Fewer Disasters In 97 But More
On The Way--Insurer
By Andrew Marshall
FRANKFURT, Germany (Reuters) - The world suffered an unusually low number of natural disasters in 1997 but faces a sharply rising risk in the future from global warming and weather disruptions, the largest reinsurer said Monday.
The good news in Munich Re's annual review of global disasters was that 1997 saw only 530 ``large loss events,'' well below the usual tally of 580 to 600.
The bad news was that the long-term trend in catastrophes remains on the dramatic increase and disasters will become more frequent and more costly.
Global warming, attributed to increased greenhouse gas emissions, and weather disturbances will pose an ever greater threat, according to Munich Re.
Most of the damage in 1997 was done by windstorms and floods. It was a relatively quiet year for earthquakes, volcanic eruptions, forest fires, droughts, landslides and avalanches. Munich Re said economic losses from such disasters came to $30 billion in 1997, half the previous year's total. But the human toll was more severe -- about 13,000 people killed compared to 12,000 in 1996.
The international insurance industry paid out around $4.5 billion as a result of natural disasters, compared with about $9 billion the previous year.
Windstorms were the most common disaster -- Munich Re counted 170. Floods came second at 120 and the number of earthquakes and volcanic eruptions was put at 100.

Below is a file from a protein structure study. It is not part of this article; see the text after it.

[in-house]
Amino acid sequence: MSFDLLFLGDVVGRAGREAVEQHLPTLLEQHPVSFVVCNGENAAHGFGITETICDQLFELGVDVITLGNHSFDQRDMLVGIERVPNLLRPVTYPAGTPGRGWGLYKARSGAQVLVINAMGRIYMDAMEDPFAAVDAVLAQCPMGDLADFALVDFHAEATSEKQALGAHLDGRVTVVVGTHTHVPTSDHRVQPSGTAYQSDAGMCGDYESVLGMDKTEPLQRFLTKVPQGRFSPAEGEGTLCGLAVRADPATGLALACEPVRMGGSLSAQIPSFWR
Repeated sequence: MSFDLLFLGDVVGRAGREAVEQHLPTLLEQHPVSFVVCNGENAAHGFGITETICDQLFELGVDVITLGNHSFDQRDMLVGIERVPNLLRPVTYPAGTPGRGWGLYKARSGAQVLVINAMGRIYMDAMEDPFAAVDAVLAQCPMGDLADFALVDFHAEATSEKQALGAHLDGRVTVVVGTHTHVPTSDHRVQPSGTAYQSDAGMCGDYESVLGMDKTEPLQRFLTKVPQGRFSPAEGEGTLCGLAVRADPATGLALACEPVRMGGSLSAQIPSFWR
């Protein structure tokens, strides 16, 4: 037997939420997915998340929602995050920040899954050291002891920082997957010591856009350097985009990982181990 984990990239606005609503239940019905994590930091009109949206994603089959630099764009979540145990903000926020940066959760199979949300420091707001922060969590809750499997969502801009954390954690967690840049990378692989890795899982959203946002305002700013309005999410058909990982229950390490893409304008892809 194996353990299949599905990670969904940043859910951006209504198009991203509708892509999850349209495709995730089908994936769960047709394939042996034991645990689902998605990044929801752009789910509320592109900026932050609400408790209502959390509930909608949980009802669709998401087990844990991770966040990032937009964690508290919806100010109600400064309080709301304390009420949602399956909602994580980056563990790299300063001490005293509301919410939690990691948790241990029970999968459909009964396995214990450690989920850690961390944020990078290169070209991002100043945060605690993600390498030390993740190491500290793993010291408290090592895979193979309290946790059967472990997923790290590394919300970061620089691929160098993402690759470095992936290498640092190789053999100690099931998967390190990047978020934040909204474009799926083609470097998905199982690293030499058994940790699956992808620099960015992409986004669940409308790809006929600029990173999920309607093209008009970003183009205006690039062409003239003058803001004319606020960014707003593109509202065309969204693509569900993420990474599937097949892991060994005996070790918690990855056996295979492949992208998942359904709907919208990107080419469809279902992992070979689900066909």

``The fact that extreme atmospheric events accounted for such a large proportion of the losses is further evidence for us of the expected change in the environment and climate in many regions of the world,'' said meteorologist Gerhard Berz, who heads Munich Re's geoscience research group.
``New extreme values for various atmospheric parameters like precipitation and wind velocity will often have catastrophic effects,'' he said in a statement.
Munich Re said 1997's most notable disaster was the flooding that hit central Europe during the summer. Economic losses came to around $5.3 billion, with Poland and the Czech Republic bearing the brunt of the damage.
Another focus of the year was the El Nino weather phenomenon, blamed for fueling forest fires in Indonesia and Australia, flooding in South America and Somalia and a number of hurricanes in Mexico.
``The recurrent and long familiar El Nino ... seems to be turning into the 'scapegoat of the year' although, to be fair, it could also have received credit for the extremely low hurricane activity in the North Atlantic and the Caribbean,'' the company said.
Other big disasters included ``mighty earth tremors'' in Italy, a number of earthquakes in Iran which claimed 2,300 lives, and two Far East typhoons that caused windstorms and flood losses from Thailand to Japan.
Munich Re said urgent action was needed to limit man-made changes to the environment.
But it warned that ``even radical environmental protection measures cannot prevent the occurrence of ever more and ever costlier catastrophes worldwide.''
The increasing concentration of people and property in major cities and the greater susceptibility of modern industrial societies to disruptions in infrastructure would ensure that a ``dramatic increase'' in the long-term trend of disasters would continue.
``Comparing the figures for the 1960s and the last 10 years, Munich Re has established that the number of major natural catastrophes was three times larger and cost the world's economies, after adjusting for inflation, eight times and the insurance industry 14 times as much,'' the company said. ``A change in this development is not in sight.''

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